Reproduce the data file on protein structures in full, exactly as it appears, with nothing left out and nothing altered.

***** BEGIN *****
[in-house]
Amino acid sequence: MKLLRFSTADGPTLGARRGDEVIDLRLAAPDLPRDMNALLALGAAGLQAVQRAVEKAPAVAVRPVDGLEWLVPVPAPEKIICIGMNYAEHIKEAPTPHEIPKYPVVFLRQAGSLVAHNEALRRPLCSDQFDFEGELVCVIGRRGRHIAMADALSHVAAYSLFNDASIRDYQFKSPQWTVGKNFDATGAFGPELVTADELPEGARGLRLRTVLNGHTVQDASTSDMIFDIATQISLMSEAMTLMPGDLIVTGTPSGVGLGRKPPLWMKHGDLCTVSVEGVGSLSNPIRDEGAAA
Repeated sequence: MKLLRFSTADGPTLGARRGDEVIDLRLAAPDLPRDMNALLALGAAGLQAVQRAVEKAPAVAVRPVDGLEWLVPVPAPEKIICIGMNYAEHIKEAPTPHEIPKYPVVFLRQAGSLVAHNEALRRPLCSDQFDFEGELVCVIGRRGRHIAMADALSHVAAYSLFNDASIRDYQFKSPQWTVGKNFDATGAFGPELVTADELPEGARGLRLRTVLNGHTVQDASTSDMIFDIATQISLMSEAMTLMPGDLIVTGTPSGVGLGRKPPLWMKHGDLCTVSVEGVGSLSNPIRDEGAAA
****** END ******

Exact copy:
[in-house]
Amino acid sequence: MKLLRFSTADGPTLGARRGDEVIDLRLAAPDLPRDMNALLALGAAGLQAVQRAVEKAPAVAVRPVDGLEWLVPVPAPEKIICIGMNYAEHIKEAPTPHEIPKYPVVFLRQAGSLVAHNEALRRPLCSDQFDFEGELVCVIGRRGRHIAMADALSHVAAYSLFNDASIRDYQFKSPQWTVGKNFDATGAFGPELVTADELPEGARGLRLRTVLNGHTVQDASTSDMIFDIATQISLMSEAMTLMPGDLIVTGTPSGVGLGRKPPLWMKHGDLCTVSVEGVGSLSNPIRDEGAAA
Repeated sequence: MKLLRFSTADGPTLGARRGDEVIDLRLAAPDLPRDMNALLALGAAGLQAVQRAVEKAPAVAVRPVDGLEWLVPVPAPEKIICIGMNYAEHIKEAPTPHEIPKYPVVFLRQAGSLVAHNEALRRPLCSDQFDFEGELVCVIGRRGRHIAMADALSHVAAYSLFNDASIRDYQFKSPQWTVGKNFDATGAFGPELVTADELPEGARGLRLRTVLNGHTVQDASTSDMIFDIATQISLMSEAMTLMPGDLIVTGTPSGVGLGRKPPLWMKHGDLCTVSVEGVGSLSNPIRDEGAAA